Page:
D&D 5th Edition or How I Learned to Stop Worrying and Skip the Bomb

I’ve been playing D&D for a long long time. I started with the red box, then 2nd edition, and Pathfinder and 4th edition and Dungen World, and SimpleDnd and on and on and on. Lately everyone has been tripping over themselves about how amazing 5th edition is. So, like everyone else I did the play test, I bought the new Player’s Handbook (PHB) and tried to love it. However I’m struggling to see the upside of the game.

Recently I’ve been DM’ing a game at the local comic book store. The choice was made to go with 5e instead of Pathfinder because many people were asking for it. Having read through the starter box, the PHB and the Monster Manual, I jumped at the chance. This is where it all became real.

Screen Shot 2014-11-28 at 4.12.06 PM

The first game was set to start at 5:30pm, we didn’t start playing until 7pm due to the extended character creation period.  I keep encountering this issue with new players. The PHB is very nice, but creating a character is cumbersome to say the least. So many things to add and roll up – things that have little or no impact on the gameplay are baked into the process. Players end up frustrated and burned out before the first monster is ever encountered. Unless you get off on doing all that work as part of the game it can be trying.

The quick build options really offer little more than to take away any choice from a new player, you still have to look up all of the items, damage, spells and such. IMO it would have been better to include some pre-gens in the PHB as opposed to having me hunt them down on the internet or purchase the box set. Would it kill WotC to add page tips so you can easily jump around when creating a character? ex: Sorcerer Character – find you spells on page 204 or Pick a Primary Weapon: staff 1d8 dmg, dagger 1d4 damage, etc.

Not only that, but adding backgrounds and inspiration and trinkets? Talk about taking the fun out of making the character your own. There is lots of variety, but it’s all fluff and adds next to nothing to the game. It’s not even really worked into the first adventure most player experience at all: The Mine of Phandelver. At least I get to start the game with a random piece of junk – sweet! Too bad they didn’t rip off the aspects of Fate Core. That would have been amazing AND useful.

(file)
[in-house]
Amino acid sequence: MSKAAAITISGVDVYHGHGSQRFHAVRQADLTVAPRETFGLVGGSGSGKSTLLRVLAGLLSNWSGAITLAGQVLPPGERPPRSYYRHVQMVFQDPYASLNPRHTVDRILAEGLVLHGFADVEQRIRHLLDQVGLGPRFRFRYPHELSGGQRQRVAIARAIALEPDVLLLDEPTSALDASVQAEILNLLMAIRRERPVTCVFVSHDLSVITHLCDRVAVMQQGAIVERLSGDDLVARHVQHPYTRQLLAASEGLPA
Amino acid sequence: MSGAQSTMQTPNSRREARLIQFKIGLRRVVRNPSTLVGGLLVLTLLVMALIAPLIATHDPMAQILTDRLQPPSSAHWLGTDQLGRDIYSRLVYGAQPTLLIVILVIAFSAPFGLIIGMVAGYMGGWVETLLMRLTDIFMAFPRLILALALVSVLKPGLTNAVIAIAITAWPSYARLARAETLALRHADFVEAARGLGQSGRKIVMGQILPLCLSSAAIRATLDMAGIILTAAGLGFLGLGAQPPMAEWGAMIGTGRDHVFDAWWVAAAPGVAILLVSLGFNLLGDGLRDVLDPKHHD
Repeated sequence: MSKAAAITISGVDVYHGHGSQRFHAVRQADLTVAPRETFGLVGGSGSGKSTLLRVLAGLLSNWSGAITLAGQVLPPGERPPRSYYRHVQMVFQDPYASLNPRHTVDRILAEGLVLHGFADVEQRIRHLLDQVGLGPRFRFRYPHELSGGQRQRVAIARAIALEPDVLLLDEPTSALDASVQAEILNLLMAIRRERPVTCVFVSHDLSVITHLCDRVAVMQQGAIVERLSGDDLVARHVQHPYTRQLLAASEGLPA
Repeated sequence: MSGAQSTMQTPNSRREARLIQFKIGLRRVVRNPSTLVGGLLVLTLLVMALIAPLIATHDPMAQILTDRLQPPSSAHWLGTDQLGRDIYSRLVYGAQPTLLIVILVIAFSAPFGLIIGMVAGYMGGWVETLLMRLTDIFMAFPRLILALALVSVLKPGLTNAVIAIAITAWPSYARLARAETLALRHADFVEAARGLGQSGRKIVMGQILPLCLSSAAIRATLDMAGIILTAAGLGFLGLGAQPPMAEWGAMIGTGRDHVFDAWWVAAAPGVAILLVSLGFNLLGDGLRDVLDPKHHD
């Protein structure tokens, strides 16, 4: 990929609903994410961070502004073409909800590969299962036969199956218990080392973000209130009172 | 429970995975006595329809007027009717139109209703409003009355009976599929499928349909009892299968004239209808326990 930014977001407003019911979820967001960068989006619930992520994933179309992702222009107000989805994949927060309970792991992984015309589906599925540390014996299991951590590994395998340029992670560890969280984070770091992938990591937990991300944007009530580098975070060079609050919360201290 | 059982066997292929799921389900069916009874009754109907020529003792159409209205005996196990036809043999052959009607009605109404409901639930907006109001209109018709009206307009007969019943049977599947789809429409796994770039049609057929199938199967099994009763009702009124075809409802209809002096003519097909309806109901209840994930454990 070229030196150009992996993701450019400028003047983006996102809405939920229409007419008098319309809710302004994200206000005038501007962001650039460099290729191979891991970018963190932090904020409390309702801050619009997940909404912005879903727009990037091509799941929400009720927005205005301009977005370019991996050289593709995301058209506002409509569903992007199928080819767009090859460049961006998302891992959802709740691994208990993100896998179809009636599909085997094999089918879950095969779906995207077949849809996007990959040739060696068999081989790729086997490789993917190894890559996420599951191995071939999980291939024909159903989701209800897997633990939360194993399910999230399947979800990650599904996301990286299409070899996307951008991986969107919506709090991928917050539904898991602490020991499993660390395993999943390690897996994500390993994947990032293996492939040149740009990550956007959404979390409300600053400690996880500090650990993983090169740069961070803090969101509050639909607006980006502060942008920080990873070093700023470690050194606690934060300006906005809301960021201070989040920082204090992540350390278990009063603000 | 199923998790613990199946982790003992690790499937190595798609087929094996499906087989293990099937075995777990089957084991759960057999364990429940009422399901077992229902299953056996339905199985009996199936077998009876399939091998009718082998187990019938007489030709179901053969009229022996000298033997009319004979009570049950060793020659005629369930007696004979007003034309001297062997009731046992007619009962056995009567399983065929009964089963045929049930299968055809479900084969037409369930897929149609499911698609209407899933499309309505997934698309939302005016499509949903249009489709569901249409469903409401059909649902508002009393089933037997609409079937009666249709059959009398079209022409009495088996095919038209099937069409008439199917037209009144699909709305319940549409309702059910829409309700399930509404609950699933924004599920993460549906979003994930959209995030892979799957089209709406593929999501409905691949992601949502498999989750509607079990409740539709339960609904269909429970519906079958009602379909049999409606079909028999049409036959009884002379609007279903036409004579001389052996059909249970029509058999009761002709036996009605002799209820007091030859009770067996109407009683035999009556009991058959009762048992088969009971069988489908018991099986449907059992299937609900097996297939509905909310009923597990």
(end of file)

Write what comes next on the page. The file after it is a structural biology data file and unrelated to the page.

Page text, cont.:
Let’s take a minute to chat about the POS that is the character sheet.


It’s the Pathfinder character sheet, bScreen Shot 2014-11-28 at 4.10.09 PMut with the ability bonuses repeated and some important info moved to the back of the sheet. Things are not grouped by use or function, they’re just randomly designed to look good. Most games we spend about 10-15% of the time pointing out where to look for bonuses and rolls.

Gameplay overall feels more like Pathfinder 2nd Edition that something fresh and new. Everyone talks about Pathfinder and munchkinization and how it killed D&D. That is 100% here. The first couple of levels feels like Old School D&D, then 3rd Level BAM! the munchkin is out of the box. On top of that as a DM there are a multitude of special rules that come into effect at 3rd level.

Is it fun? Maybe. Is it fresh? No. I’m finding it very difficult to go through all the pain right now for just a few adventures when I can pickup Pathfinder or my AD&D books and have tons of variety and adventures right at my finger tips. As new content comes out I will revisit 5e, but for now I’ll pass.

Just don’t get me started on the Free Basic Rules…

Disagree? Agree? Tell me what you think in the comments below!


11 thoughts on “D&D 5th Edition or How I Learned to Stop Worrying and Skip the Bomb

  1. “Initiative Bonus? Passive Perception? these aren’t even really used.”

    Wait, What?